Increased specific surface area

© Sebastian Kaulitzki - Fotolia.com
© Sebastian Kaulitzki - Fotolia.com

Nano-objects are extremely small: between 1 and 100 nm according to common definitions.

The surface-to-volume ratio of substances changes with the size. Compared to microcrystalline and macrocrystalline materials, materials at the nanometer scale have a much larger surface area per volume. A larger surface generally means that nanoparticles are more reactive as reactions mostly take place on the surface. The larger the surface, the faster are the chemical reactions.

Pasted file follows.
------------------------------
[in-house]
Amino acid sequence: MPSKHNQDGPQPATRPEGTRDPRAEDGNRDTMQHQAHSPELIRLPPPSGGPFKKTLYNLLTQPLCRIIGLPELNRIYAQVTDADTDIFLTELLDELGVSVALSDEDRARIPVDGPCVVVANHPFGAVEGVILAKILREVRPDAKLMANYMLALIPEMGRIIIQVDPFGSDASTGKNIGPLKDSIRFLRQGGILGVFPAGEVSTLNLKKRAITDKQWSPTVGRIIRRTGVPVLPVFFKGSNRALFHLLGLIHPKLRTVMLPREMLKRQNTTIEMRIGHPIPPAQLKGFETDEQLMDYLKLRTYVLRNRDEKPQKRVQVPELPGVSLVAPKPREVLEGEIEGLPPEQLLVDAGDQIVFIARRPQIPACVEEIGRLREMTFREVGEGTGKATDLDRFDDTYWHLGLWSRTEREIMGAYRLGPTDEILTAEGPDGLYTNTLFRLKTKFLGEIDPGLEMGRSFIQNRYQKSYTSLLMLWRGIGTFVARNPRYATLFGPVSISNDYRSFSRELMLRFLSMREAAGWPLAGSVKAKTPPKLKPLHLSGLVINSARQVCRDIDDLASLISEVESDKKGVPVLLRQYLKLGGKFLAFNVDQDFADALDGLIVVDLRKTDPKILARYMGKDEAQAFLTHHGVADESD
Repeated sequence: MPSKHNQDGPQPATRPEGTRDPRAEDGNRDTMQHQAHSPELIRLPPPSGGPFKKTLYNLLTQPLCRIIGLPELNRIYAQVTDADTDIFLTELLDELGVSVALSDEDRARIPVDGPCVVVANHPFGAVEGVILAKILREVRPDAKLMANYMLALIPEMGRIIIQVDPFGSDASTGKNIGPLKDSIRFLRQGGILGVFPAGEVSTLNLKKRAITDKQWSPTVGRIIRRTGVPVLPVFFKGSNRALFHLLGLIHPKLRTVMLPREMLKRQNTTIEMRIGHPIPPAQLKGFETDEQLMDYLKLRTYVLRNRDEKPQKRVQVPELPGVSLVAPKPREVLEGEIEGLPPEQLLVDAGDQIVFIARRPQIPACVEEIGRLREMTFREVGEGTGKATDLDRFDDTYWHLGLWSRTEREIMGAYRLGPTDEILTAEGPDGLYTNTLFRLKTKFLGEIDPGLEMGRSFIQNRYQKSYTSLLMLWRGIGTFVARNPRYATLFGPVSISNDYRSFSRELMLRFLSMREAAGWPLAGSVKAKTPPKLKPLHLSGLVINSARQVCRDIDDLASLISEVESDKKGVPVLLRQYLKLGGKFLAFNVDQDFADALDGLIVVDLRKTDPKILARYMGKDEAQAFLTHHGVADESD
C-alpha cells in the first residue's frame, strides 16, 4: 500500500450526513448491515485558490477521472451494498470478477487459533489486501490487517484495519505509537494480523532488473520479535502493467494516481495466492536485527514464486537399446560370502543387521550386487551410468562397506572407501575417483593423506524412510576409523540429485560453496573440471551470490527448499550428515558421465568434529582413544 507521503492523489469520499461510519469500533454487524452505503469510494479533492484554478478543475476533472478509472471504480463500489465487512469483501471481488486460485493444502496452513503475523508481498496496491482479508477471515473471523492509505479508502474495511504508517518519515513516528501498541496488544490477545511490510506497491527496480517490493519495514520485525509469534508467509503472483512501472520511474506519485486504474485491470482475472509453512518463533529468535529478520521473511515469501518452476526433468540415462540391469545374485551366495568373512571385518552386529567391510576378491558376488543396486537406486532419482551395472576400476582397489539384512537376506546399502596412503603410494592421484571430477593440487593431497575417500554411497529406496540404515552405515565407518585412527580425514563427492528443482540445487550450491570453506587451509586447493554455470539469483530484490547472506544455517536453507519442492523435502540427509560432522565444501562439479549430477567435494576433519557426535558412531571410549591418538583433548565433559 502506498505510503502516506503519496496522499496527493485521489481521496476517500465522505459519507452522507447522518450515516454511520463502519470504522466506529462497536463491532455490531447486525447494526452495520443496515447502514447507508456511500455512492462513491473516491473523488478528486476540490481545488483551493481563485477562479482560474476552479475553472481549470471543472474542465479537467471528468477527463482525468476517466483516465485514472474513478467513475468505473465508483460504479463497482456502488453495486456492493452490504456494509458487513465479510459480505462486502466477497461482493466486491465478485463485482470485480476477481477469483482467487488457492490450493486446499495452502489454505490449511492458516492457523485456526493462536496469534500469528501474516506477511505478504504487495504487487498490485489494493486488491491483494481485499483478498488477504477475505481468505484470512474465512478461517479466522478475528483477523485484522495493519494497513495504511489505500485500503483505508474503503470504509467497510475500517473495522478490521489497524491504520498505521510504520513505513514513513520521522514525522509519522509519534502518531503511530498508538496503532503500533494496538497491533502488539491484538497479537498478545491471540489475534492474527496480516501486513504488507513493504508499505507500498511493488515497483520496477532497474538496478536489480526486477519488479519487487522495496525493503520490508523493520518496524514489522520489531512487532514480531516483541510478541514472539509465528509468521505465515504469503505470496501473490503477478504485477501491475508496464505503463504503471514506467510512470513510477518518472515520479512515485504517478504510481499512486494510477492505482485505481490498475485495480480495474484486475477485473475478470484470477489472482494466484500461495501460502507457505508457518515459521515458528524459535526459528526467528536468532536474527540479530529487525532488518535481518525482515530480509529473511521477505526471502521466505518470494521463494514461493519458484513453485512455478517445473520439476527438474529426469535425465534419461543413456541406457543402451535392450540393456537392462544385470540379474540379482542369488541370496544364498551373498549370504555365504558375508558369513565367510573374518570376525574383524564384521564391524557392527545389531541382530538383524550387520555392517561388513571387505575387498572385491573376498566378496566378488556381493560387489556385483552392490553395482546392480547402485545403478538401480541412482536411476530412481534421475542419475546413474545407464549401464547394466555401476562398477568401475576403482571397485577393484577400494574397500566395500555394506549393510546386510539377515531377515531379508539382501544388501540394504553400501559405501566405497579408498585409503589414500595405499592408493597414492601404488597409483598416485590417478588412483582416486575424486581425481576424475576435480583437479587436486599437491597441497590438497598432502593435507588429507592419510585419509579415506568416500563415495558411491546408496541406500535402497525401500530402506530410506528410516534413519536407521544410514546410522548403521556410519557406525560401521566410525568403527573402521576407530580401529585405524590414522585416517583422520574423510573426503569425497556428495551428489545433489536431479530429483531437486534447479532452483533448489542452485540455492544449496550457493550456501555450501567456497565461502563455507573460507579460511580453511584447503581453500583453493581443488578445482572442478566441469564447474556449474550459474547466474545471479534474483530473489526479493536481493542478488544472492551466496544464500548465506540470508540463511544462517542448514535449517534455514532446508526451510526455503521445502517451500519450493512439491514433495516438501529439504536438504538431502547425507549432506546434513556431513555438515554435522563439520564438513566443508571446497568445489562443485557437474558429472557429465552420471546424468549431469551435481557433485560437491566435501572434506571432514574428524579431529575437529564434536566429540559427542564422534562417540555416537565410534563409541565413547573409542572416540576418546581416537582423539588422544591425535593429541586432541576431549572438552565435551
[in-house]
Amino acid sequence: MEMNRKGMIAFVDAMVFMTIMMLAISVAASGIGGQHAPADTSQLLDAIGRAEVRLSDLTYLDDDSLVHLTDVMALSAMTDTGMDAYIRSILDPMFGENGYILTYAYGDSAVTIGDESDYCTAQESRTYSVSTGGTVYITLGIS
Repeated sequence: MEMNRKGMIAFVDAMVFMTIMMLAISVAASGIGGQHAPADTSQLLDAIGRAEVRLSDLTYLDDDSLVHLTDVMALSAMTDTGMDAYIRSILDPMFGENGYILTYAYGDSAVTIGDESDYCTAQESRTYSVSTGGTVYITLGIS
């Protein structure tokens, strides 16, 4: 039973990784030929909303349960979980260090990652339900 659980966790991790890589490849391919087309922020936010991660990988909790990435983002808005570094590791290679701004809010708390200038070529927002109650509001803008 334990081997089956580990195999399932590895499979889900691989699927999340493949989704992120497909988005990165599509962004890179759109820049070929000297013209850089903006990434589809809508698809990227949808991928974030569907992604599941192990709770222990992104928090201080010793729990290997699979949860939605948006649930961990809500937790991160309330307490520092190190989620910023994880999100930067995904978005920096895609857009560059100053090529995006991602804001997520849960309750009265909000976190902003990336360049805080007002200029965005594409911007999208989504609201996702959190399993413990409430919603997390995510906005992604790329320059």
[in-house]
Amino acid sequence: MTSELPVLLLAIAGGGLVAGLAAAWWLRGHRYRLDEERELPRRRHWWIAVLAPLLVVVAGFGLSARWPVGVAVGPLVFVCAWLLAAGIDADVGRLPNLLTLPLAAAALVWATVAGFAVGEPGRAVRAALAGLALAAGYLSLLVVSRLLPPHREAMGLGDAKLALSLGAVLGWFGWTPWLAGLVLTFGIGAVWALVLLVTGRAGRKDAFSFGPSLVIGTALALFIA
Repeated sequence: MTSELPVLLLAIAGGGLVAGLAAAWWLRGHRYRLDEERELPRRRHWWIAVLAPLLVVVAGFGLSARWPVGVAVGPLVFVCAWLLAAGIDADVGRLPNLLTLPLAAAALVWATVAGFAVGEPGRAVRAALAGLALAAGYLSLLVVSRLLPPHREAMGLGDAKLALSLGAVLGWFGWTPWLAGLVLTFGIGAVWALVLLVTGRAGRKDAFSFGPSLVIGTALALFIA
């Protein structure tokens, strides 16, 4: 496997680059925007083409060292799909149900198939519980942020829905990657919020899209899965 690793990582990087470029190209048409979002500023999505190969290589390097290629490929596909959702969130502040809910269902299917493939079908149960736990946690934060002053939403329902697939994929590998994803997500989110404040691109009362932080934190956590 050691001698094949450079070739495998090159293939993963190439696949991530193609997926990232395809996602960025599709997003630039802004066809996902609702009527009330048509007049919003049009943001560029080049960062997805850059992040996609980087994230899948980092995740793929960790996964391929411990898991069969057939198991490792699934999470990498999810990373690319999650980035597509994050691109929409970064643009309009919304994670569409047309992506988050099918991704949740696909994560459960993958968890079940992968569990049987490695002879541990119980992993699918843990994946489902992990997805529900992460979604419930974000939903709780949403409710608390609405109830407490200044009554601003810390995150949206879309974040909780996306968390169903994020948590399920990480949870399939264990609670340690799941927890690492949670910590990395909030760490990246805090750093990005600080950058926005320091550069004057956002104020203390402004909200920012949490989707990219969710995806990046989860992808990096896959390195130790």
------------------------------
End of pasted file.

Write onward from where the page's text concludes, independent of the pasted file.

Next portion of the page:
The high increase of nanoparticles’ surface can be illustrated by a simple arithmetic example: consider a cube with an edge length of 1 m. The surface of this cube is 6 m2. The volume is 1 m3. If this cube is divided into smaller cubes with an edge length of 10 cm, 1000 smaller cubes are formed. Together, 1000 small cubes have a surface area of 60 m2 - that is a tenfold surface increase at the same weight. Repeat the process several times until the cubes have an edge length of 100 nanometers (10 million divisions), the surface area of all these nanoparticles together would be 60 km2. This corresponds to the area of 8000 football fields!